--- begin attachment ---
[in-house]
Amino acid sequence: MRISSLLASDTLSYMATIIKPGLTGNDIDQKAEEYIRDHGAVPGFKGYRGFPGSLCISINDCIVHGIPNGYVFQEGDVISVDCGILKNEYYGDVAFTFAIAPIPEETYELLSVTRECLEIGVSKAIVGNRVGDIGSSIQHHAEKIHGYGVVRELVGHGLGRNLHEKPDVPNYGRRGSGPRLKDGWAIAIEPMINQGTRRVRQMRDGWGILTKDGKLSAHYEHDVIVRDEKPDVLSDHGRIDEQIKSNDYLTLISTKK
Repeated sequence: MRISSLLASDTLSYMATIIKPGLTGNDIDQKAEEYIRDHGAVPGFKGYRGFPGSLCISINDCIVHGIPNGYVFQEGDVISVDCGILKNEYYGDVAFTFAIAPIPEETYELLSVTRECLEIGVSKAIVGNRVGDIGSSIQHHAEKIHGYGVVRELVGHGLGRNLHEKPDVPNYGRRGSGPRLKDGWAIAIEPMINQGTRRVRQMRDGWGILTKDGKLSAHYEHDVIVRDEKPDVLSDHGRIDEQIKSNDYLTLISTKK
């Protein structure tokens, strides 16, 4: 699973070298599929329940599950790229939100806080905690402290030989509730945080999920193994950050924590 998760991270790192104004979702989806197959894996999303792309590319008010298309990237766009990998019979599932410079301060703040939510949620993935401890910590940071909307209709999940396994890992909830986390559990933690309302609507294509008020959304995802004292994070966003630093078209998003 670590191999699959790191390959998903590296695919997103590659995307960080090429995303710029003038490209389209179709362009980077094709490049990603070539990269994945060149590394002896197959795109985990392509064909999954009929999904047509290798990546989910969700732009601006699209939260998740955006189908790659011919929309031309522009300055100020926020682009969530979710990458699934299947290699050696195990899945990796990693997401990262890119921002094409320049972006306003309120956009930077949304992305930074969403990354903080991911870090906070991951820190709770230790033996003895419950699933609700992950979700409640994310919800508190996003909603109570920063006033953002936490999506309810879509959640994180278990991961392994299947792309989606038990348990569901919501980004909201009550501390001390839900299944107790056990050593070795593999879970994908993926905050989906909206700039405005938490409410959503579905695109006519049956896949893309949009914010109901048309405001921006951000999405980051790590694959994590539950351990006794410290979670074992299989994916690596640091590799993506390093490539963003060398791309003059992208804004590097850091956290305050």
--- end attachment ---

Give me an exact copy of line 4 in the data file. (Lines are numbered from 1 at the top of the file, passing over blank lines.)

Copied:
């Protein structure tokens, strides 16, 4: 699973070298599929329940599950790229939100806080905690402290030989509730945080999920193994950050924590 998760991270790192104004979702989806197959894996999303792309590319008010298309990237766009990998019979599932410079301060703040939510949620993935401890910590940071909307209709999940396994890992909830986390559990933690309302609507294509008020959304995802004292994070966003630093078209998003 670590191999699959790191390959998903590296695919997103590659995307960080090429995303710029003038490209389209179709362009980077094709490049990603070539990269994945060149590394002896197959795109985990392509064909999954009929999904047509290798990546989910969700732009601006699209939260998740955006189908790659011919929309031309522009300055100020926020682009969530979710990458699934299947290699050696195990899945990796990693997401990262890119921002094409320049972006306003309120956009930077949304992305930074969403990354903080991911870090906070991951820190709770230790033996003895419950699933609700992950979700409640994310919800508190996003909603109570920063006033953002936490999506309810879509959640994180278990991961392994299947792309989606038990348990569901919501980004909201009550501390001390839900299944107790056990050593070795593999879970994908993926905050989906909206700039405005938490409410959503579905695109006519049956896949893309949009914010109901048309405001921006951000999405980051790590694959994590539950351990006794410290979670074992299989994916690596640091590799993506390093490539963003060398791309003059992208804004590097850091956290305050």